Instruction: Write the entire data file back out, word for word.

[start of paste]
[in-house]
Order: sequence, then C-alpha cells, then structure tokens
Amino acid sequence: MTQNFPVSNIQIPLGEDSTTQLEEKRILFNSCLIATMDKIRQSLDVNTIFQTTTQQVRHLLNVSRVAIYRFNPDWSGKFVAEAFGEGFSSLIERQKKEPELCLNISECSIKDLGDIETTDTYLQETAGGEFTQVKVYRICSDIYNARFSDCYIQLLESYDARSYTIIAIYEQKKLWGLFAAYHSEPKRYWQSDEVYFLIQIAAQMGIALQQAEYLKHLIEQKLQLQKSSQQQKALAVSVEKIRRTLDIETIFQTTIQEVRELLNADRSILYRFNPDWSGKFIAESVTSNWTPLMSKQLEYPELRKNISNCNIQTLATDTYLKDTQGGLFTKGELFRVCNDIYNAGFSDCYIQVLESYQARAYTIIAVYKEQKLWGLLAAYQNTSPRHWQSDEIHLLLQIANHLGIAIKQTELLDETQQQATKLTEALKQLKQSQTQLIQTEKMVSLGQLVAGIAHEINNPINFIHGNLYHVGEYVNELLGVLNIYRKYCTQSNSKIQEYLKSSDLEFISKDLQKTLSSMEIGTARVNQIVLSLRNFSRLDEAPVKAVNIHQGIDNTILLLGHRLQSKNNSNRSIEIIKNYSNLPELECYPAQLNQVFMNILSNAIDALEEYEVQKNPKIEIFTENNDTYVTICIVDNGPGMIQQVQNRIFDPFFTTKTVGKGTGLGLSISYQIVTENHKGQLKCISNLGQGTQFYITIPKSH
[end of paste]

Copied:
[in-house]
Order: sequence, then C-alpha cells, then structure tokens
Amino acid sequence: MTQNFPVSNIQIPLGEDSTTQLEEKRILFNSCLIATMDKIRQSLDVNTIFQTTTQQVRHLLNVSRVAIYRFNPDWSGKFVAEAFGEGFSSLIERQKKEPELCLNISECSIKDLGDIETTDTYLQETAGGEFTQVKVYRICSDIYNARFSDCYIQLLESYDARSYTIIAIYEQKKLWGLFAAYHSEPKRYWQSDEVYFLIQIAAQMGIALQQAEYLKHLIEQKLQLQKSSQQQKALAVSVEKIRRTLDIETIFQTTIQEVRELLNADRSILYRFNPDWSGKFIAESVTSNWTPLMSKQLEYPELRKNISNCNIQTLATDTYLKDTQGGLFTKGELFRVCNDIYNAGFSDCYIQVLESYQARAYTIIAVYKEQKLWGLLAAYQNTSPRHWQSDEIHLLLQIANHLGIAIKQTELLDETQQQATKLTEALKQLKQSQTQLIQTEKMVSLGQLVAGIAHEINNPINFIHGNLYHVGEYVNELLGVLNIYRKYCTQSNSKIQEYLKSSDLEFISKDLQKTLSSMEIGTARVNQIVLSLRNFSRLDEAPVKAVNIHQGIDNTILLLGHRLQSKNNSNRSIEIIKNYSNLPELECYPAQLNQVFMNILSNAIDALEEYEVQKNPKIEIFTENNDTYVTICIVDNGPGMIQQVQNRIFDPFFTTKTVGKGTGLGLSISYQIVTENHKGQLKCISNLGQGTQFYITIPKSH